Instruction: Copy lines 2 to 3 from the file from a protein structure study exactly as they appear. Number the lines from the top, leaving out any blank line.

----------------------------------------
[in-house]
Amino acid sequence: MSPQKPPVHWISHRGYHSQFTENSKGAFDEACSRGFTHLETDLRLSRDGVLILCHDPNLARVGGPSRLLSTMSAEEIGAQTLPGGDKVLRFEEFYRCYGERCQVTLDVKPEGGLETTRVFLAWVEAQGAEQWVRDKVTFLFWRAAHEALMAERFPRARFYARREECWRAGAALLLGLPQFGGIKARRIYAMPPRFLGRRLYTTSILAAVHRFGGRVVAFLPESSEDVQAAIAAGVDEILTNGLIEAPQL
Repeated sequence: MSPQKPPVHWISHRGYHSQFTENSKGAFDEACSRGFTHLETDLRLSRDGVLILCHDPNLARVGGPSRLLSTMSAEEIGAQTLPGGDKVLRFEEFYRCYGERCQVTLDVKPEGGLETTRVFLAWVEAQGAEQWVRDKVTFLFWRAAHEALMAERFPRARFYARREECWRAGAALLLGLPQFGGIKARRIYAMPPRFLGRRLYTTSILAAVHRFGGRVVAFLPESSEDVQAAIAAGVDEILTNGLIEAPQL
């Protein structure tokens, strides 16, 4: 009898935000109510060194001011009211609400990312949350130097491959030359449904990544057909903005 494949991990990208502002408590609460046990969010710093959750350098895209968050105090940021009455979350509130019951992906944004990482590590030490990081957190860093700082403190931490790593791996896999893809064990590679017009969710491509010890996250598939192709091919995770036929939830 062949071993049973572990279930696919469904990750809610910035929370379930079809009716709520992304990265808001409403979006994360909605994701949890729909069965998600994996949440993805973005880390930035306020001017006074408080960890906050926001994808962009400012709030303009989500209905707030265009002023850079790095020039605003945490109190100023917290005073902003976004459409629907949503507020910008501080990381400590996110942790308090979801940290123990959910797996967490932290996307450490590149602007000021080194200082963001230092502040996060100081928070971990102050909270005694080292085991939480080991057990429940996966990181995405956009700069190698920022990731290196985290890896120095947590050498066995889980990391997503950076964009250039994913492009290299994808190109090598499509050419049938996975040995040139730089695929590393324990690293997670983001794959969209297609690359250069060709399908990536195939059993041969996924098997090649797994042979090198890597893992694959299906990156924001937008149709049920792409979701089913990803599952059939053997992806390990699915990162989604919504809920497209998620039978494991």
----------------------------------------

Amino acid sequence: MSPQKPPVHWISHRGYHSQFTENSKGAFDEACSRGFTHLETDLRLSRDGVLILCHDPNLARVGGPSRLLSTMSAEEIGAQTLPGGDKVLRFEEFYRCYGERCQVTLDVKPEGGLETTRVFLAWVEAQGAEQWVRDKVTFLFWRAAHEALMAERFPRARFYARREECWRAGAALLLGLPQFGGIKARRIYAMPPRFLGRRLYTTSILAAVHRFGGRVVAFLPESSEDVQAAIAAGVDEILTNGLIEAPQL
Repeated sequence: MSPQKPPVHWISHRGYHSQFTENSKGAFDEACSRGFTHLETDLRLSRDGVLILCHDPNLARVGGPSRLLSTMSAEEIGAQTLPGGDKVLRFEEFYRCYGERCQVTLDVKPEGGLETTRVFLAWVEAQGAEQWVRDKVTFLFWRAAHEALMAERFPRARFYARREECWRAGAALLLGLPQFGGIKARRIYAMPPRFLGRRLYTTSILAAVHRFGGRVVAFLPESSEDVQAAIAAGVDEILTNGLIEAPQL